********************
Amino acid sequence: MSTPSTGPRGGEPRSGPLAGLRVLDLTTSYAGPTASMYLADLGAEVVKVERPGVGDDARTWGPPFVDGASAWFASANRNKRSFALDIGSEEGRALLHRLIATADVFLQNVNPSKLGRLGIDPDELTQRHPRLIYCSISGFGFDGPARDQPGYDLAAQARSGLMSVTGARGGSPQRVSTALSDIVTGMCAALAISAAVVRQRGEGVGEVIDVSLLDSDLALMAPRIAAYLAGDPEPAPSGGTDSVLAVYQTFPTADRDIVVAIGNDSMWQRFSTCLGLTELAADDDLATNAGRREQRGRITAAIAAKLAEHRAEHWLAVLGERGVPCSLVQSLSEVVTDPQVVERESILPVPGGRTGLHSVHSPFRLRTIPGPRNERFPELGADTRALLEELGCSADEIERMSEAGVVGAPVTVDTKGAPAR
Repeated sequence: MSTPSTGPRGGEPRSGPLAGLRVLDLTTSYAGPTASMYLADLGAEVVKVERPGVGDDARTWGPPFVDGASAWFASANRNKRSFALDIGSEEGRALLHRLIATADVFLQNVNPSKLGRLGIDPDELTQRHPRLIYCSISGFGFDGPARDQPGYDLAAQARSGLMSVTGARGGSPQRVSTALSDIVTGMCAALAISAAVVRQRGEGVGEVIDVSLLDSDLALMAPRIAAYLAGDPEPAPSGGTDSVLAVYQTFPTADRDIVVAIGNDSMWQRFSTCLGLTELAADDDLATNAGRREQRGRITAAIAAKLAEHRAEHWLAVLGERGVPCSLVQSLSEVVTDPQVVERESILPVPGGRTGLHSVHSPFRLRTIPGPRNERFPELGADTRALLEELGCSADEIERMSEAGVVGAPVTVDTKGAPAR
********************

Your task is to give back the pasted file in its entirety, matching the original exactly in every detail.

Amino acid sequence: MSTPSTGPRGGEPRSGPLAGLRVLDLTTSYAGPTASMYLADLGAEVVKVERPGVGDDARTWGPPFVDGASAWFASANRNKRSFALDIGSEEGRALLHRLIATADVFLQNVNPSKLGRLGIDPDELTQRHPRLIYCSISGFGFDGPARDQPGYDLAAQARSGLMSVTGARGGSPQRVSTALSDIVTGMCAALAISAAVVRQRGEGVGEVIDVSLLDSDLALMAPRIAAYLAGDPEPAPSGGTDSVLAVYQTFPTADRDIVVAIGNDSMWQRFSTCLGLTELAADDDLATNAGRREQRGRITAAIAAKLAEHRAEHWLAVLGERGVPCSLVQSLSEVVTDPQVVERESILPVPGGRTGLHSVHSPFRLRTIPGPRNERFPELGADTRALLEELGCSADEIERMSEAGVVGAPVTVDTKGAPAR
Repeated sequence: MSTPSTGPRGGEPRSGPLAGLRVLDLTTSYAGPTASMYLADLGAEVVKVERPGVGDDARTWGPPFVDGASAWFASANRNKRSFALDIGSEEGRALLHRLIATADVFLQNVNPSKLGRLGIDPDELTQRHPRLIYCSISGFGFDGPARDQPGYDLAAQARSGLMSVTGARGGSPQRVSTALSDIVTGMCAALAISAAVVRQRGEGVGEVIDVSLLDSDLALMAPRIAAYLAGDPEPAPSGGTDSVLAVYQTFPTADRDIVVAIGNDSMWQRFSTCLGLTELAADDDLATNAGRREQRGRITAAIAAKLAEHRAEHWLAVLGERGVPCSLVQSLSEVVTDPQVVERESILPVPGGRTGLHSVHSPFRLRTIPGPRNERFPELGADTRALLEELGCSADEIERMSEAGVVGAPVTVDTKGAPAR